There’s this book you want to buy. You could order it online from Amazon, but wouldn’t it be nice to browse a little and maybe buy a cup of coffee too? So you head to the nearest bookstore, Borders (or is it Barnes and Noble in your neighborhood?). Check the bargain table. Nothing interesting, but the glossy photos are pretty. Well, here’s an interesting novel. Fifteen dollars for a paperback! Forget it. Now for the book you’ve been coveting: not in stock. You hunt down a harried-looking clerk who tells you it will ship in seven days, just follow her and she’ll order it online. And are you interested in Super-Sizing your order for an extra fifteen dollars? If you join Hooked on Books you will save 10% on every third title for a year….[click to read more]

–Review of the 1st edition & IndyMedia interview by Wendy Gonaver, April 27, 2006



Rebel (Bookseller) With a Cause

Veteran bookseller Andrew Laties, currently of the Eric Carle Museum Bookshop in Amherst, Massachusetts, and formerly of the now closed Chicago Children’s Bookstore, has taken the natural next step for a nearly lifelong bookseller — he’s added his own book to the shelves. Rebel Bookseller: How to Improvise Your Own Indie Store and Beat Back the Chains is published by Vox Pop, a micro-publisher/bookstore in Brooklyn, New York, of which he is part-owner. It tells the history of many of the major events affecting independent booksellers during Laties’ more than 25-year career; recaps his own experience as a bookseller; and serves as a guide and caveat to prospective and new booksellers…[click to read more]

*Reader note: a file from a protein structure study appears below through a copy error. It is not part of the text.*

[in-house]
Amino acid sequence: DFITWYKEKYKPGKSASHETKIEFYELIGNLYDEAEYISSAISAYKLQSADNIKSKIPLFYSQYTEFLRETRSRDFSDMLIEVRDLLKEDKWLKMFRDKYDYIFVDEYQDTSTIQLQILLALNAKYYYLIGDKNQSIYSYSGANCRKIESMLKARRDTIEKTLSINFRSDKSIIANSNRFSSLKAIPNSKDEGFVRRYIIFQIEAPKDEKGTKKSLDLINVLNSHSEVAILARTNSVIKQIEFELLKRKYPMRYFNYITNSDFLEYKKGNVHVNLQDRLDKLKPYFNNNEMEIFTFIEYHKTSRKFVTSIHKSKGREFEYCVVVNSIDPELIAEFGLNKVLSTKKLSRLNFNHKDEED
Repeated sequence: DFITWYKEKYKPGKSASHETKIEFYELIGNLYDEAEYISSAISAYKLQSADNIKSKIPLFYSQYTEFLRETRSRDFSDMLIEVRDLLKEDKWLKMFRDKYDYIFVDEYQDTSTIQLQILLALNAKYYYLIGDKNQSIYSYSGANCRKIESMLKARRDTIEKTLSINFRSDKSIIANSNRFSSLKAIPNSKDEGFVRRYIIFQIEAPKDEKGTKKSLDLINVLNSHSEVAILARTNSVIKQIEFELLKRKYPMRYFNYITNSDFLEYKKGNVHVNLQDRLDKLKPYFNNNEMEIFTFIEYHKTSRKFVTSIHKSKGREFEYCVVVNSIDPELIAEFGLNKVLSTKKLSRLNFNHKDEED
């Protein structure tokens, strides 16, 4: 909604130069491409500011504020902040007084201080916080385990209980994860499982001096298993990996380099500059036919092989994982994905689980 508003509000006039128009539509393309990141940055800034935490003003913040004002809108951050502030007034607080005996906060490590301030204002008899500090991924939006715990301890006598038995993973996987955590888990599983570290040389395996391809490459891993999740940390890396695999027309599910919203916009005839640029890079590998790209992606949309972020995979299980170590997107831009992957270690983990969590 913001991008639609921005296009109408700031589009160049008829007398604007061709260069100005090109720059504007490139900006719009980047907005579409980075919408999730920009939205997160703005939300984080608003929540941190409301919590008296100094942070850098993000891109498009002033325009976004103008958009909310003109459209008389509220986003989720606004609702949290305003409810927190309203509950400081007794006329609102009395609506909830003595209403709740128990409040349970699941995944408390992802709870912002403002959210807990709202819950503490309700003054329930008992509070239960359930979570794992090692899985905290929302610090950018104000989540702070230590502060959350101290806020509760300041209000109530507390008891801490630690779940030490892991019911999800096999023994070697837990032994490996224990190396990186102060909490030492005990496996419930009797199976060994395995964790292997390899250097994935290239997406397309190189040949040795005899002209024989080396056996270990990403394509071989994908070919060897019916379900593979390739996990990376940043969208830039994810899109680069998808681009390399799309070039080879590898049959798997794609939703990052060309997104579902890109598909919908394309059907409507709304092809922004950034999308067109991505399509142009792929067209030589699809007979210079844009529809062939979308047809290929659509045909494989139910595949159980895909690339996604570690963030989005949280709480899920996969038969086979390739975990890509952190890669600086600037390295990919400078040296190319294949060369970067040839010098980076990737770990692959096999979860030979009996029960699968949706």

–Review of the 1st edition, in American Booksellers Association Newswire, Karen Schechner, Tuesday, Aug 23, 2005


2 Responses to Press Coverage

  1. Karla Ohner says:

    Is William Ayers a co-author of your book? If so, he is a very controversial figure and being a former police officer, I am almost regretting purchasing this book if he will receive one penny from its sale. Please let me know… Thank you. I heard you on Relevant Radio, BTW, being interviewed by Sean Herriott. I wonder if he is aware of the co-author of this book, if indeed, Ayers is one.

    • admin says:

      Bill Ayers is not a co-author and he was not paid for his afterword to my book.

      I hope you read his essay. He tells about how indie bookstores are the venues brave enough to permit him to speak even when he is threatened by people who don’t like him.

      I wanted this essay from him to be in my book because I think freedom of speech is a critical function supported by bookstores and controversial authors are the ultimate test and proof of that role.

      By the way, for 30 years Bill Ayers was an education professor in Chicago, which is when I met him.